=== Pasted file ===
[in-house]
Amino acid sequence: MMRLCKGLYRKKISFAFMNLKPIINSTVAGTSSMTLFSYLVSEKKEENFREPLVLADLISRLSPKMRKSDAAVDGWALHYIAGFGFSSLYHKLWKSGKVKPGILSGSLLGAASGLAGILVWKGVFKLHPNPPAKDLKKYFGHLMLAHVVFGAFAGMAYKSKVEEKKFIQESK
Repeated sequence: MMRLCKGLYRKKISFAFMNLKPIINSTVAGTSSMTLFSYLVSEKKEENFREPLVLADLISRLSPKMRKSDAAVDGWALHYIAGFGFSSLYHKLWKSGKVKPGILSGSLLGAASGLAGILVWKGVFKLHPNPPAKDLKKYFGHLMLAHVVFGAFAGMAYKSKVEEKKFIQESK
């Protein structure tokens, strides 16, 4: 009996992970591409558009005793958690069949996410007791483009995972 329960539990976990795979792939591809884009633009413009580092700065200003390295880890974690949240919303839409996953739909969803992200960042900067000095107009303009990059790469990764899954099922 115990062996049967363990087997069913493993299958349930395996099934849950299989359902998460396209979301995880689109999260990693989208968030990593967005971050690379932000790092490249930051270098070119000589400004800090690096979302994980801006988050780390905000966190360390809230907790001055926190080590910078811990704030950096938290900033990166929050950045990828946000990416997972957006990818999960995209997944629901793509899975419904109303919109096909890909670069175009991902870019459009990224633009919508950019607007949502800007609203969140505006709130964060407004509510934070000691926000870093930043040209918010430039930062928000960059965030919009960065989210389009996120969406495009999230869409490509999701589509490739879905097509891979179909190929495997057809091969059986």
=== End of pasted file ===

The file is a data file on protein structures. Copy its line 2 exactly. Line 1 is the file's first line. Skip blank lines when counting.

Amino acid sequence: MMRLCKGLYRKKISFAFMNLKPIINSTVAGTSSMTLFSYLVSEKKEENFREPLVLADLISRLSPKMRKSDAAVDGWALHYIAGFGFSSLYHKLWKSGKVKPGILSGSLLGAASGLAGILVWKGVFKLHPNPPAKDLKKYFGHLMLAHVVFGAFAGMAYKSKVEEKKFIQESK